What Flexible Working Mean To Me

What Flexible Working Mean To Me

I think one of the best things resulting from the pandemic is a real emphasis on the term “flexible”

Flexible “capable of bending easily without breaking” – this would describe my experience as a key employee at NLS – Nothing is a problem – we are enabled to work around whatever comes our way, either professional or personal and supported in the process.

The nation, the world, has had to pivot; the three “R’s” have in my mind have been redefined to mean regroup, reflect and reform how we understand time and the working world. Gone are the archaic and outdated days traditionally understood in the legal world of having to “be seen” at your desk for your core contracted hours.

Whilst we may not be “seen” so much these days – we are still very visible and that is on account of the positive impact we have had on our clients, colleagues, and fellow professionals during these unprecedented times.

We know when it comes to Childcare law, there really is no “9 to 5” so Dolly Parton’s soundtrack to my working day has never quite resonated.

Flexible working is one of the major benefits stemming from the pandemic and really endorses a relationship of trust between employer and employee.

We all work hard, and at NLS, my experience is we are enabled to perform well, with flexibility woven into our days and evenings so we can manage both professional and personal pressures as we see fit.

Prior to the pandemic, the general sense I got from workplaces across the board was that “flexible working” was just an idea. At a previous Firm I happened to have progressive and forward-thinking HR Manager who was campaigning for this for a while prior to the pandemic which first planted the idea in my mind, something previously I did not think possible. This excited me, but “a long way off” … I thought.

Then, 2020 happened and the hand was forced.

Coming out of the pandemic, NLS have collaborated closely with their workforce about the sort of balance we would like to see between office and home working and what might be possible to ensure at the same time, we maintain our quality assurance with trainees and paralegals. And maintaining the culture of a firm which prides itself on prioristing the value of relationships and teamwork; something those virtual meetups can only serve so far. NLS keep their policy for flexible working constantly under review.

Working from home has been wonderful and particularly for Barristers and Solicitors undertaking their own Advocacy, the flexibility of remote hearings via video has been fantastic. Personally, for our clients, we have been able to do more Court work for them which ensures consistency on their cases. Many LinkedIn posts and social media updates share how with good humour we have embraced the challenge of video Court hearings with some being so bold as to share amusing pictures of how they are all dressed (or not!) from the waist down, from wearing fluffy slippers, to shorts, to snazzy havianas all whilst delivering serious submissions to a Judge.

We are not made to work in isolation but somehow the magic of zoom, teams and CVP has really compensated for this as best as possible. I recently attended a seminar on diversity and disability at the Bar and it goes without saying that the remote hearings have been remarkable at enabling members of the Bar and other advocates with a disability ( seen or unseen) to conduct more hearings than they would otherwise physically be able to – it has increased access, exposure and ultimately income for these individuals.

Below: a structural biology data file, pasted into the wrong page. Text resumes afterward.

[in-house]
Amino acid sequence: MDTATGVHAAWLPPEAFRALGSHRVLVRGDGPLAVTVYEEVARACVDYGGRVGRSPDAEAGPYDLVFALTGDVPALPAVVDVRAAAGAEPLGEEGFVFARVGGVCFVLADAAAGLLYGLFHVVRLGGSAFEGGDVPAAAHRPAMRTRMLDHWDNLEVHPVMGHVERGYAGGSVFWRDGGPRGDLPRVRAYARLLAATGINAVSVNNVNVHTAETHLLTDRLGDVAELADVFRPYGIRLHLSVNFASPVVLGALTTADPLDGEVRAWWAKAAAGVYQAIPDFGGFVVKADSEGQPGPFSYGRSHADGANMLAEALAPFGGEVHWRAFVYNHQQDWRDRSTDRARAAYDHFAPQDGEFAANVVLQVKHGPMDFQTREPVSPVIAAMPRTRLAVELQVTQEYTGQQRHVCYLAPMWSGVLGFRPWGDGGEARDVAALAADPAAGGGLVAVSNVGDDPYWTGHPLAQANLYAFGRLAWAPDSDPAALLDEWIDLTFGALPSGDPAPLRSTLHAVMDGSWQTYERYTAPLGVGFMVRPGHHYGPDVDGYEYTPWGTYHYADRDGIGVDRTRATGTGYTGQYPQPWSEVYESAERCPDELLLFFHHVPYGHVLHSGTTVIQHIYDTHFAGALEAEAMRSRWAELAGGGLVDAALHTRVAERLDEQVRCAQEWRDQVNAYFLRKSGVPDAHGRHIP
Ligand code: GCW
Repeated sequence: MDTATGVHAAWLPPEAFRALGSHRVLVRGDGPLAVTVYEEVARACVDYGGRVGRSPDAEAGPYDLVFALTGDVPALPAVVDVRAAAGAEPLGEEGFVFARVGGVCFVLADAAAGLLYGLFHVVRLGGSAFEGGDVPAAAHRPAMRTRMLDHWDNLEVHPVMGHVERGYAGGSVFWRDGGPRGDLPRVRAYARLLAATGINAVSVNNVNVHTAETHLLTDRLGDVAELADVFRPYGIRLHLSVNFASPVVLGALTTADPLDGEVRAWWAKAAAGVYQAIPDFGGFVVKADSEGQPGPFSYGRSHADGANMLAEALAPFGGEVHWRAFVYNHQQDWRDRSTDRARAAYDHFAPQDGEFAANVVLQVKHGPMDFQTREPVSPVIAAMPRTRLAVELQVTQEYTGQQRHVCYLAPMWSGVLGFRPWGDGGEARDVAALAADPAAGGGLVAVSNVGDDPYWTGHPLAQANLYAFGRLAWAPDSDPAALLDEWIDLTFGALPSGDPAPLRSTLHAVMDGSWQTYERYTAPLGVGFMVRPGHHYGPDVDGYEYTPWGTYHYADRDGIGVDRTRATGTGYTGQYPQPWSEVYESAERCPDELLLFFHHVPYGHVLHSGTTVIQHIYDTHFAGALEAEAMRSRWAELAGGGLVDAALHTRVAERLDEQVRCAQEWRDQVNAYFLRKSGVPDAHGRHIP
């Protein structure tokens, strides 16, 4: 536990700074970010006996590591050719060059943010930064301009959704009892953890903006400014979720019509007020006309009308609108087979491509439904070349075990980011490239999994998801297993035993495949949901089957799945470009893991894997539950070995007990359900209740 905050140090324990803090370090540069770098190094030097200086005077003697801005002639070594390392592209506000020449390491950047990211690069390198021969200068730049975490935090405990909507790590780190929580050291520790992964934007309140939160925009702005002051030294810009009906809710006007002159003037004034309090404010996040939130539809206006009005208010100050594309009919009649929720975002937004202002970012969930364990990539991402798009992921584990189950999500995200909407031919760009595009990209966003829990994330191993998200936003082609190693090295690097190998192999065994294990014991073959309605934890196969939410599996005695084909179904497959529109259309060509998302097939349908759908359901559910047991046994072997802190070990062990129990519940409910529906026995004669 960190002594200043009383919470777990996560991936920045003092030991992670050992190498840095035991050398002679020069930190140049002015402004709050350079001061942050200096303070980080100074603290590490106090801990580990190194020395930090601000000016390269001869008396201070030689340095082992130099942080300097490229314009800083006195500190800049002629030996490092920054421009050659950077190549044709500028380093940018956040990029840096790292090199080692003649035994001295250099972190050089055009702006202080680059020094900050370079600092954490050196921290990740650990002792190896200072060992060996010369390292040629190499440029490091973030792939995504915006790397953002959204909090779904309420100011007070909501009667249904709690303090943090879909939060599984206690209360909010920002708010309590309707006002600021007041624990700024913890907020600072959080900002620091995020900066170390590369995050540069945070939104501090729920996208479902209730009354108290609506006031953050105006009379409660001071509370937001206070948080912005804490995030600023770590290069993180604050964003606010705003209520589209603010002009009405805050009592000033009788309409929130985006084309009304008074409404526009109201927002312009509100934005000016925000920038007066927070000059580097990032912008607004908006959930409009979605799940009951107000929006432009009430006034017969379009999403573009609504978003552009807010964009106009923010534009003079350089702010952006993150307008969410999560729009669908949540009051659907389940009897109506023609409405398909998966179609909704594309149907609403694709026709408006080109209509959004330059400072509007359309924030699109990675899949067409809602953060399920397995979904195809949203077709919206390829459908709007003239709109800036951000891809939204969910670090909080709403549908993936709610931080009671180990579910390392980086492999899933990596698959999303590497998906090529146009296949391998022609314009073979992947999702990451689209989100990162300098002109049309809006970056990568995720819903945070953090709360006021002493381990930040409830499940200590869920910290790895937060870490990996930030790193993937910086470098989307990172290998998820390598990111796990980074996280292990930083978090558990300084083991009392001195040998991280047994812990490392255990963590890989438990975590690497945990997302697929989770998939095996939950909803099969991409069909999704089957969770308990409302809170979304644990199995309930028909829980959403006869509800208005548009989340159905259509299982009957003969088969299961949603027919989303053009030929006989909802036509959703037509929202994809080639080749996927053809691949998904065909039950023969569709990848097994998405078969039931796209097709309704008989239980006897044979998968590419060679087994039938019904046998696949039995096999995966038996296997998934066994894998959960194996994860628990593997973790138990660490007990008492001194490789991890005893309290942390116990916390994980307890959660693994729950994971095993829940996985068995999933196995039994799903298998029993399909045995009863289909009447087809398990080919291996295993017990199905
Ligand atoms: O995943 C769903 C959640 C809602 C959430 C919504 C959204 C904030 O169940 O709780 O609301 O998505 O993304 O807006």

I agree a balance needs to be brokered and the return to work will take careful navigation across the workforce – we all need time to get used to this again. The approach at NLS and my personal experience has been incredibly positive. NLS are constantly evaluating how it is all working.

We have a happy balance between our beautifully located Monument based offices, with the breezy walk over London Bridge for the buzz of catch ups with our team and the solace and peace of our own home offices where we can buckle down and make progress with drafting for example.

Being back in court in person is also on the increase and this is especially good for vulnerable clients or those with learning difficulties- communicating over video is never as beneficial as face to face- though I couldn’t get away with just my top half and face being presentable for a recently attended hearing– it was such an effort to learn to walk in those heels again! So excited was I to be back in person that the gusto with which I walked to the Court building led to a bit of a problem arising enroute. I misjudged the stretch in my suit dress and bust the seam a little too far than one would consider decent- thankfully, the benefit of being in front of a District Judge that afternoon meant I could give my submissions sitting down! As I sidled out of the court room, I put my overcoat on with haste and dreamt of being back in my tracksuit the following day for my home desk.

It will take a bit of time, but we are all moving in the right direction. We are continuing to grow and develop our Care team in the City so if you like what you have heard in this blog, apart from the wardrobe malfunction – do get in touch!

Anne Francis – Supervising Solicitor

 

Other Articles

Anyone who holds parental responsibility and is concerned about the actions of the child’s other parent or guardian may consider taking out a Prohibited Steps Order.
Request Callback

We know that no two cases are ever the same and we are dedicated to guiding you through the legal process with tailored solutions which work for you. For free initial legal advice please fill out the form below.

This website uses cookies to ensure you get the best experience.